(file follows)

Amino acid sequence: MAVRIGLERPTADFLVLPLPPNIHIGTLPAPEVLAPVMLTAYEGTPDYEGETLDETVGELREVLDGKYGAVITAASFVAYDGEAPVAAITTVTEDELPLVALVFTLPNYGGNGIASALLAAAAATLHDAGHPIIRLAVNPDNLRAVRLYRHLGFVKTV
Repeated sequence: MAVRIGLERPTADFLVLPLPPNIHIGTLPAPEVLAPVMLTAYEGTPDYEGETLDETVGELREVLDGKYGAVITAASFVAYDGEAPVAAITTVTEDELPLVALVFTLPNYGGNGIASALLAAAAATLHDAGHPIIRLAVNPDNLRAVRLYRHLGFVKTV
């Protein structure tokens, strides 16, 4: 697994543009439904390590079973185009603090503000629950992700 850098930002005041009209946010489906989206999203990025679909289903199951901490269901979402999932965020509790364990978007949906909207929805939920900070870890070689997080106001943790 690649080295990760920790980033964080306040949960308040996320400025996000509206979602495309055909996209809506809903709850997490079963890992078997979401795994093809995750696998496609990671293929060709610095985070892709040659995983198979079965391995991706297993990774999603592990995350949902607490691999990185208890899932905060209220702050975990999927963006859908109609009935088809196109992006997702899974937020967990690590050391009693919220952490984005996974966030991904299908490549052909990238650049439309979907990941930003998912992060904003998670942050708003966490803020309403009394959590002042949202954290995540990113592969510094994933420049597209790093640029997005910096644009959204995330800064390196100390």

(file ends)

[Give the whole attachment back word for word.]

Amino acid sequence: MAVRIGLERPTADFLVLPLPPNIHIGTLPAPEVLAPVMLTAYEGTPDYEGETLDETVGELREVLDGKYGAVITAASFVAYDGEAPVAAITTVTEDELPLVALVFTLPNYGGNGIASALLAAAAATLHDAGHPIIRLAVNPDNLRAVRLYRHLGFVKTV
Repeated sequence: MAVRIGLERPTADFLVLPLPPNIHIGTLPAPEVLAPVMLTAYEGTPDYEGETLDETVGELREVLDGKYGAVITAASFVAYDGEAPVAAITTVTEDELPLVALVFTLPNYGGNGIASALLAAAAATLHDAGHPIIRLAVNPDNLRAVRLYRHLGFVKTV
């Protein structure tokens, strides 16, 4: 697994543009439904390590079973185009603090503000629950992700 850098930002005041009209946010489906989206999203990025679909289903199951901490269901979402999932965020509790364990978007949906909207929805939920900070870890070689997080106001943790 690649080295990760920790980033964080306040949960308040996320400025996000509206979602495309055909996209809506809903709850997490079963890992078997979401795994093809995750696998496609990671293929060709610095985070892709040659995983198979079965391995991706297993990774999603592990995350949902607490691999990185208890899932905060209220702050975990999927963006859908109609009935088809196109992006997702899974937020967990690590050391009693919220952490984005996974966030991904299908490549052909990238650049439309979907990941930003998912992060904003998670942050708003966490803020309403009394959590002042949202954290995540990113592969510094994933420049597209790093640029997005910096644009959204995330800064390196100390």